Friday, 2 August 2019

Universal Screening to Combat Healthcare-Associated Infections


Clostridium difficile infections (CDI) are a serious threat to public health. This often-deadly pathogen is the leading cause of healthcare-associated infections in the United States, representing nearly 500,000 cases annually. It is imperative that we find effective ways to curb its transmission, particularly within hospitals and other healthcare facilities, in order to improve patient outcomes and overall human health.

Existing guidelines for testing possible CDI cases restrict the use of molecular diagnostics to very specific patient profiles. However, new studies have begun to demonstrate that a broader approach to C. difficile testing—comprehensive screening of patients admitted to hospitals—could offer significant progress toward reducing the incidence of nosocomial transmission.
Modifying the way molecular diagnostics are used for this pathogen could dramatically reduce the number of people infected with C. difficile by allowing earlier identification and mitigation steps that can limit its ability to spread. Since these infections often lead to chronic health problems or even death, any reduction in incidence would provide a major improvement to human health.

In recent years, the guidelines for C. difficile testing have changed. The guidance issued last year by the Infectious Diseases Society of America and the Society for Healthcare Epidemiology of America recommends using molecular diagnostics in a fairly narrow way. The primary driver behind this decision is that molecular tests cannot differentiate between cases where C. difficile is the causal pathogen and where it is a harmless member of the patient’s intestinal microbiome.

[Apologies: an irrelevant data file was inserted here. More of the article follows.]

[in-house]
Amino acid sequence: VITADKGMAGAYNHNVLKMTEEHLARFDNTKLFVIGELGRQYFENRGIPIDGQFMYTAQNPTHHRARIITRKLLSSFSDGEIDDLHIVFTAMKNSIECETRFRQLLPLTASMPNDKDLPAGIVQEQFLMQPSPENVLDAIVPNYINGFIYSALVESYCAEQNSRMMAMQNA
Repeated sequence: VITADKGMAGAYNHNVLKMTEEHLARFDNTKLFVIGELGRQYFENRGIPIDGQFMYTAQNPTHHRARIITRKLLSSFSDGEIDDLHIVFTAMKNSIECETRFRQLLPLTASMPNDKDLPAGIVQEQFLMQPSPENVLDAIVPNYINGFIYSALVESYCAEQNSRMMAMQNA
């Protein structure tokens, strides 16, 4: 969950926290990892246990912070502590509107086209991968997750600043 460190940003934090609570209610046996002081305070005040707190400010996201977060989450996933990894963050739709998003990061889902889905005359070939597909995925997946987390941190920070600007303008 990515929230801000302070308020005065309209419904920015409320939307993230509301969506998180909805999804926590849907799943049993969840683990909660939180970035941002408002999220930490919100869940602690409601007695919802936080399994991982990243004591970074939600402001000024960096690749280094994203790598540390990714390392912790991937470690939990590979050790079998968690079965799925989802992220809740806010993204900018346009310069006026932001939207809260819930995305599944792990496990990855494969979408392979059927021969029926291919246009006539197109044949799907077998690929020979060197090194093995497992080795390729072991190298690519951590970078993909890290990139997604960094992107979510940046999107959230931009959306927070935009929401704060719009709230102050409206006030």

To avoid overdiagnosis of CDI, these guidelines suggest using molecular diagnostics only when healthcare professionals have reason to believe the patient is suffering from an active CDI. This is typically when a patient has recently undergone antibiotic treatment or has experienced the onset of symptoms after being admitted to the hospital for a number of days. In these cases, the rapid turnaround time for a molecular assay offers an advantage for guiding isolation and treatment.

For further information, see Diagnostics World at: http://www.diagnosticsworldnews.com/2019/03/05/universal-screening-combat-healthcare-associated-infections.aspx

Posted by Dr. Tim Sandle, Pharmaceutical Microbiology

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